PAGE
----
“Just toss it!” is the rallying cry of these weeks. But some items we simply can’t bring ourselves to discard. 9 writers share
I was on a roll. My career as Keeper of Everything was over. I listened to classes on decluttering, read books on tidying, and was on a crusade, ruthlessly discarding every single sweater, book, paper, toy, and teddy that was no longer in use. (See? I was even following the revered Marie Kondo’s order of discarding: clothes, books, papers, komono/miscellany, and sentimental items.)
Then came the folder that held our family’s important documents: marriage certificate, birth certificates, deeds etc. I opened each paper, straightened it out, and put each in its own plastic folder, in ascending order of time.
2003: Certificate of Birth. Child’s Name: Time of Birth: Date of Birth: Gender: Country of Birth:
Was a birth certificate relevant if the child was no longer alive?
Had I used it in the past three years? Thirteen? Sixteen?
Will I ever use it again?
But I held on to that slip of paper with trembling hands. I remembered that first Friday night after she was born when I lit the Shabbos candles. They had told me she was very sick and her prognosis was grim. The tears would not stop as I lit an extra candle for her. Whatever happens, this extra candle is here to stay.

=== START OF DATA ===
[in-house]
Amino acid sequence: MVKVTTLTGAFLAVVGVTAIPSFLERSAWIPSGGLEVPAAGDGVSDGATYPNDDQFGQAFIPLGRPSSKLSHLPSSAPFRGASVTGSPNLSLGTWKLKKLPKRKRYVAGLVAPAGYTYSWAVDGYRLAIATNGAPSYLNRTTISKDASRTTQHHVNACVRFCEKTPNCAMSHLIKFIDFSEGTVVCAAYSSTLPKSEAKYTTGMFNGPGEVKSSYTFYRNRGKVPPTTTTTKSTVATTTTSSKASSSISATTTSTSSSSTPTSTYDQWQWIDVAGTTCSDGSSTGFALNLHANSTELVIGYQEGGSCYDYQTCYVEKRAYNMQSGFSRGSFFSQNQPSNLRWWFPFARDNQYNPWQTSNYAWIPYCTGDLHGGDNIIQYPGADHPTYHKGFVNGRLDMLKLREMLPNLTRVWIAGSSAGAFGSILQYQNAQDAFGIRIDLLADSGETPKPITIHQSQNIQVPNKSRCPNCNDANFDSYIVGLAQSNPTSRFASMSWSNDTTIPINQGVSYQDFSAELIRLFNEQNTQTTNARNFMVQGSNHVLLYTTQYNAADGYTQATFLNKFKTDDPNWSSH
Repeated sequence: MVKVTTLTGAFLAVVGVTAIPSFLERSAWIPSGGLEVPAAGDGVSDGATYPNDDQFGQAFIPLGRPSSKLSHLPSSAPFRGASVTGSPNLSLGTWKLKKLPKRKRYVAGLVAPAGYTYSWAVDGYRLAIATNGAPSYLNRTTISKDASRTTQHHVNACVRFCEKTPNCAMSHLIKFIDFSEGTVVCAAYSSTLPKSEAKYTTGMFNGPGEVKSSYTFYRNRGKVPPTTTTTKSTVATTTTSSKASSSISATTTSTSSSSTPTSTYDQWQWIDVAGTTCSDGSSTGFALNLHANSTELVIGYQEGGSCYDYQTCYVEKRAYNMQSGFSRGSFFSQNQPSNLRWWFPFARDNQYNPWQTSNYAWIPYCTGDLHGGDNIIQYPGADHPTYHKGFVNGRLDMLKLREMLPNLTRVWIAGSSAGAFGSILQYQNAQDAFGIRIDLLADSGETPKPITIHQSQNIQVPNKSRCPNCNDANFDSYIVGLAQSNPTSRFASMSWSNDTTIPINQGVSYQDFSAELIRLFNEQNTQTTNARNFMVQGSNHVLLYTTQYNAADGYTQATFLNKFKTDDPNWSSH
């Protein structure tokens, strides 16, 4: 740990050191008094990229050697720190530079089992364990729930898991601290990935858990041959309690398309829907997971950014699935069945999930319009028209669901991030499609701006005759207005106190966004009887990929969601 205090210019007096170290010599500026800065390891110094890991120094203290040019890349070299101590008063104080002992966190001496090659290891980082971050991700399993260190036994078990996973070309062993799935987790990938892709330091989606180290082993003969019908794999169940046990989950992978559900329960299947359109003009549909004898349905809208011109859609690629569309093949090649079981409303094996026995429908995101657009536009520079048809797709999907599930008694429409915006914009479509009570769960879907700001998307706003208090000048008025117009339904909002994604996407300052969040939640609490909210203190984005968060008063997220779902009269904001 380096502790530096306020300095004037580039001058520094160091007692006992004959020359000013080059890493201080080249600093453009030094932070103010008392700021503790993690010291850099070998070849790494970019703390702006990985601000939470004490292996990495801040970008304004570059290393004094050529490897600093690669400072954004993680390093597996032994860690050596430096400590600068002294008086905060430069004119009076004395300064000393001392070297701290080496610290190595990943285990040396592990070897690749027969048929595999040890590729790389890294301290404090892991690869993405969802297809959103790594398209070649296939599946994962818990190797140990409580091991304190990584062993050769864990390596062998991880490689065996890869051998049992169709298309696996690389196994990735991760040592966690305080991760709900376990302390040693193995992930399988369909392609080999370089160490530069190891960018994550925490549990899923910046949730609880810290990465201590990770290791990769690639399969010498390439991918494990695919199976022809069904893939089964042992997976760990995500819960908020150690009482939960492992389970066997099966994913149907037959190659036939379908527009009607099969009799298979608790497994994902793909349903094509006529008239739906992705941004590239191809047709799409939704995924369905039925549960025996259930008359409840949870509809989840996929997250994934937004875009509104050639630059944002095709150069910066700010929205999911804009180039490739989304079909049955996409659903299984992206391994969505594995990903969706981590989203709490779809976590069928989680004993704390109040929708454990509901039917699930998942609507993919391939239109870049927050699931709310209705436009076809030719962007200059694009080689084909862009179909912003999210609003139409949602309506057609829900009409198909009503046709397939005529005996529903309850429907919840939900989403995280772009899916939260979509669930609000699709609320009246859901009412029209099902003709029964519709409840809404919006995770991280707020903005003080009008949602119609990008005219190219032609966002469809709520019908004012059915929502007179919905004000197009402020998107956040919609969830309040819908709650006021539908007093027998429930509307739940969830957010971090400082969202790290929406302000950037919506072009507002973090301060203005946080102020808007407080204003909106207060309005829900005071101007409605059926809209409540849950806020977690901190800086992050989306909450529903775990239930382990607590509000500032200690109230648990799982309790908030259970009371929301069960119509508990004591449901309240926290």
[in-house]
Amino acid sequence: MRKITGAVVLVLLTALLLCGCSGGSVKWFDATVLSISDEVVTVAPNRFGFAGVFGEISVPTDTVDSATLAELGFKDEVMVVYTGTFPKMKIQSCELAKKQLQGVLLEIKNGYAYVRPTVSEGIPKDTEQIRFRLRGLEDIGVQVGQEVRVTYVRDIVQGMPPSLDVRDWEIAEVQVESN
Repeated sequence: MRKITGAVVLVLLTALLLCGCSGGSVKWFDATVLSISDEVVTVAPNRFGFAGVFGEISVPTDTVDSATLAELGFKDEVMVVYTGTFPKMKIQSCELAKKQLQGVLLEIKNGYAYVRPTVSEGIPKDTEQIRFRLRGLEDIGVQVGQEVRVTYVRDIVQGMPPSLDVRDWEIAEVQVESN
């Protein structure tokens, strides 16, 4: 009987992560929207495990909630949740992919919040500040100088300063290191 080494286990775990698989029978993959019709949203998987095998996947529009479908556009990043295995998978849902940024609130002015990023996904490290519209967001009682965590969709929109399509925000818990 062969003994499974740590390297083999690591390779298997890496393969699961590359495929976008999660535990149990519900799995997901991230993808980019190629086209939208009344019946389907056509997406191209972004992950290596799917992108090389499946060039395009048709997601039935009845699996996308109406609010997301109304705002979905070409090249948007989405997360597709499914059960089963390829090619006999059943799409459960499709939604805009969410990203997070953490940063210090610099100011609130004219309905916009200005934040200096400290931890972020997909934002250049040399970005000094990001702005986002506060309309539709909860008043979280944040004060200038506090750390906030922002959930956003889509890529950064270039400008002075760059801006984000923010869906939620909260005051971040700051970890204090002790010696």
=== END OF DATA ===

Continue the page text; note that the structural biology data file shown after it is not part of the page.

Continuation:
I took my baby home and loved her for five short months. And then, her mission completed, she left this place for a better world. She left me to mourn her, to miss her, and to never forget her until we meet again.
I studied every line of print on that page, then carefully folded it, slipped it in a plastic sleeve, and filed it away. It bore witness that she had been born, that she had lived, breathed, that I had once cradled her in my arms.
Could it be 18 years ago? It seemed so long, yet at the same time, so short. The memories are there, stark as if it were yesterday.
This paper may be irrelevant, but I’ll never throw it away. My baby will always be mine, always be a part of me, always in my heart and in my memories.
(Originally featured in Family First, Issue 734)
Oops! We could not locate your form.